Concern about UKIP is also why – if anyone was fooled – Cameron has suddenly become a champion of ‘fairness’ to the Greens in the election debates. What he really means is that he doesn’t want to debate UKIP. Though of course Labour’s corresponding silence is because Miliband doesn’t want to debate Greens!
On the Labour side, the first week of campaigning of the New Year was at last one spent on issues that matter: NHS cuts, living standards and cuts to fuel bills. The latter has been given particular momentum by falling wholesale energy prices.
This shift in Labour’s campaign, albeit for just one week, is in significant contrast to the latter half of 2014, when it gave the strong impression it was doing its best to jettison support by playing to the agenda of the Tories on the one hand and UKIP on the other. In December it announced its first two pledges were the deficit and immigration – to the electoral benefit of no one except its opponents. The approximately four percentage point fall in Labour support since last summer has been the result.
If Labour maintains its approach of the last week then it can see off the Tory challenge in England. However the Tory media will try to prevent that by increasing its attacks on Labour and Ed Miliband as too ‘left wing’, trying to force a defensive reaction from Labour that shifts it onto the Tories’ electoral ground. Tony Blair’s New Year interview with the Economist – warning that Labour may lose as it is too left wing – is just a taster of what is to come.
Labour support, which was above 40 per cent for most of 2011 and 2012, has dropped over the past two years to around 33 per cent – almost level pegging with the Tories. But due to the electoral system and uneven distribution of party support, Labour is still likely to be the largest parliamentary party in May, if it halts the decline in support.
However it is extremely difficult for Labour to regain a position where it is looking at an overall majority, primarily because of the situation in Scotland. The drift in support from Labour to the SNP will not be halted by the election of Blairite Jim Murphy to head up Scottish Labour.
The Tories, which only secured 36.1 per cent at the 2010 General Election, are on around 31-33 per cent (YouGov), with long-term trends suggesting they may poll little over 30 per cent this May.
While there are only two candidates for prime minister coming out of this election – Cameron or Miliband – the pro-austerity consensus between the Tories, Labour and the Lib Dems is creating some radicalisation both to the right and the left in Britain, as in the rest of Europe.
As in most of the stronger European countries, in Britain this nascent radicalisation is more to the right than the left, with UKIP the main beneficiary currently at around 14 per cent in the polls. However both the Greens and the SNP in Scotland are also attracting support to the left. The Greens support has risen to 5 per cent, and Caroline Lucas launched the Greens general election campaign with the strident attack on austerity has last week. Nicola Sturgeon has firmly positioned the SNP as an anti-austerity party as the election looms.
The outpouring of racism sweeping across Europe is now a permanent feature of the political situation.
This reactionary ideological offensive, aimed at immigrants and Muslims in particular, aims to capture opposition to austerity policies and falling living standards within the framework of the right.
As economic stagnation continues, more cuts are demanded by governments and as real wages fail to recover to pre-crisis levels, the population demands to know who or what is to blame. Scapegoating immigrants and Muslims distracts attention from the real culprits and prevents a flood of votes to the left.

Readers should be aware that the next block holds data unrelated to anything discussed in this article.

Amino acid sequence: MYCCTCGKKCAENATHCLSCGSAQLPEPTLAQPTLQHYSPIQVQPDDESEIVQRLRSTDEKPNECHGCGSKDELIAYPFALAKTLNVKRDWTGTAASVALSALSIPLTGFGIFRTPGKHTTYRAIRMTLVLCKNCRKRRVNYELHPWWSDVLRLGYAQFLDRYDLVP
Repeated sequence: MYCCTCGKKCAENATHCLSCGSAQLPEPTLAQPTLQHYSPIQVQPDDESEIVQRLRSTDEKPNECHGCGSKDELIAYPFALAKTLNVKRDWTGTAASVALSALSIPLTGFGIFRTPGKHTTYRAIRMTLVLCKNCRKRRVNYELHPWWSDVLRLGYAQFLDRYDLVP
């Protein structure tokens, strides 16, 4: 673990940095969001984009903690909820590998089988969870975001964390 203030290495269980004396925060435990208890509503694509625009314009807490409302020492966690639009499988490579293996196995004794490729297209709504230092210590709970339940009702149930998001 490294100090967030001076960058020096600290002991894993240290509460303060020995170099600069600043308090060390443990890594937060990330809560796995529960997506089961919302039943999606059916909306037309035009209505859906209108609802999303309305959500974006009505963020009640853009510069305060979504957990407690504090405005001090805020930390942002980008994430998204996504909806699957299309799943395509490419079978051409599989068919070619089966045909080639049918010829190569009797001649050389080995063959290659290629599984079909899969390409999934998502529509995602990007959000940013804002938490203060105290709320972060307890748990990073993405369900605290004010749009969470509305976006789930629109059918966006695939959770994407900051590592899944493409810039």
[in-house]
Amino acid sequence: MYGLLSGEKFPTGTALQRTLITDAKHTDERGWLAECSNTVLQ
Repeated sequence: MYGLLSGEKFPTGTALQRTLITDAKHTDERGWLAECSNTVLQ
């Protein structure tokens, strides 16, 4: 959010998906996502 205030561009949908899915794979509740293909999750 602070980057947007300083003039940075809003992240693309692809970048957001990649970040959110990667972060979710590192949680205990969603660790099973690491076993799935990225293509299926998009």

In a new development Germany has also seen a wave of anti-Muslim mobilisations. Pegida (Patriotic Europeans Against the Islamisation of the West) has marched in Dresden every week since October – mobilising up to 18,000 people and attracting openly neo-fascist elements from across the country. A record 25,000 attended on 12 January in the aftermath of the attack on Charlie Hebdo in France.
From January the antifascist counter-demonstrations that have taken place in response to this have begun to receive support from the mainstream parties, including Angela Merkel herself. On 5 January anti-Pegida demonstrations in Cologne, Stuttgart and Berlin had dramatic support. The lights of Cologne Cathedral were switched off in support, as were the lights at the Volkswagen plant in Dresden.
With this breadth of support is not surprising that in general the anti-Pegida demonstrations have been larger than the Islamophobic protests. On 10 January 35,000 people rallied against Pegida in Dresden. But the anti-Muslim mobilisations continue.
In the run-up to the general election in Britain the issues of racism and scapegoating migrants are actually being tactically pushed back. On the one hand ethnic minorities have the vote and determine the outcome in many seats, and on the other, as outlined above, making immigration the issue could help UKIP make significant gains at the Tories expense.
After May 7, without these immediate electoral constraints, a renewed wave of racism will be rapidly unleashed. The Labour leadership has already indicated it will introduce immigration legislation if it forms the government. The experience of France shows the likely result of that, where a Socialist Party government implementing austerity and making concessions to racism has fed a rapid growth of France’s far right.
A Labour-led government on a similar trajectory will build UKIP, possibly even lead to the resurgence of openly neo-fascist currents like the BNP, and encourage street-fighting currents like the EDL.
We cannot wait for this offensive to be renewed. A broad anti-racist movement to challenge the racist offensive has to be built now. This year’s Stand Up To Racism march and rally on 21 March will help take this forward, so should be supported and built as widely as possible. The greater its impact the more pressure against racism will be exerted into the General Election and after.
The Unite Against Fascism National Conference on 21 February will provide an opportunity to discuss the racist offensive, including racist policing and black deaths in the US, rising Islamophobia across Europe, scapegoating of migrants and building the fight in opposition to this reaction.